Adam Talib

Abstract

This article presents a critical edition and study of a 17th/18th-century poetry collection that had previously been mistaken for al-Ṯaʿālibī’s lost Kitāb al-Ġilmān. It provides a codicological analysis of Berlin MS Wetzstein II 1786 in which the poetry collection is contained and also explains and corrects long-held misconceptions regarding al-Ṯaʿālibī’s connection with the text. Finally, the article situates this poetry collection in the context of Mamluk- and Ottoman-era epigram anthologies and the critical apparatus to the edition demonstrates the key features of intertextuality and popularity that characterised these poetry collections.

Adam Talib

Abstract

Ibn Nubātah’s printed Dīwān is an unreliable source that has led scholars to draw erroneous conclusions, among them the suggestion that we can perceive a difference in Ibn Nubātah’s treatment of his wife’s death and that of his concubine (jāriyah). In fact, the poems on which these conclusions are based were written for the same woman. Equally problematic for scholarship is the existence of poems that occur in multiple versions. This article treats the case of Ibn Nubātah al-Miṣrī’s (686-768/1287-1366) parallel mourning, and includes a critical edition of the texts under discussion based on more than ten manuscript copies of the poet’s Dīwān. It proposes that Ibn Nubātah’s opportunistic mourning is an efficient metaphor for the status of polyontic poetry (i.e. poems which occur in different versions in different contexts) in scholarship. In most cases, the longest version of a poem is granted the status of poetic original while all other instances of a poem, including those that appear in anthologies, are often treated as subsidiary. I argue that if we can learn to tolerate multiple instances of mannered mourning, we ought to be able to read polyontic poems in parallel.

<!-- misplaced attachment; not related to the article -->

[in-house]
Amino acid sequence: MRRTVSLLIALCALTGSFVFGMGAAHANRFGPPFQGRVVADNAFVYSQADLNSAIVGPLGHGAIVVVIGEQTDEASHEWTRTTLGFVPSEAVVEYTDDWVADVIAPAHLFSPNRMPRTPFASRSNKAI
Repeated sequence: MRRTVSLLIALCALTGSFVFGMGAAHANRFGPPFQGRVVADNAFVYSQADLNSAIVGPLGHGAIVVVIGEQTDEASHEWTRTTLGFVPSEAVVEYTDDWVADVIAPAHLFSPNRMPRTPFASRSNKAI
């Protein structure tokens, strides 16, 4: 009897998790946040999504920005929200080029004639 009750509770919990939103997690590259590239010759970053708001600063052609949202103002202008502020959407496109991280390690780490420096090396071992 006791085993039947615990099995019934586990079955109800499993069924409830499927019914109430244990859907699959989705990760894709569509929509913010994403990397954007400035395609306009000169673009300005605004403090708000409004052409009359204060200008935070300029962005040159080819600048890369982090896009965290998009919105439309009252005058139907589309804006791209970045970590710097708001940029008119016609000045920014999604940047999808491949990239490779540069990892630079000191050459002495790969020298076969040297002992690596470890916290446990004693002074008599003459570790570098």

Series:

Adam Talib

The qaṣīdah and the qiṭʿah are well known to scholars of classical Arabic literature, but the maqṭūʿ, a form of poetry that emerged in the thirteenth century and soon became ubiquitous, is as obscure today as it was once popular. These poems circulated across the Arabo-Islamic world for some six centuries in speech, letters, inscriptions, and, above all, anthologies. Drawing on more than a hundred unpublished and published works, How Do You Say “Epigram” in Arabic? is the first study of this highly popular and adaptable genre of Arabic poetry. By addressing this lacuna, the book models an alternative comparative literature, one in which the history of Arabic poetry has as much to tell us about epigrams as does Greek.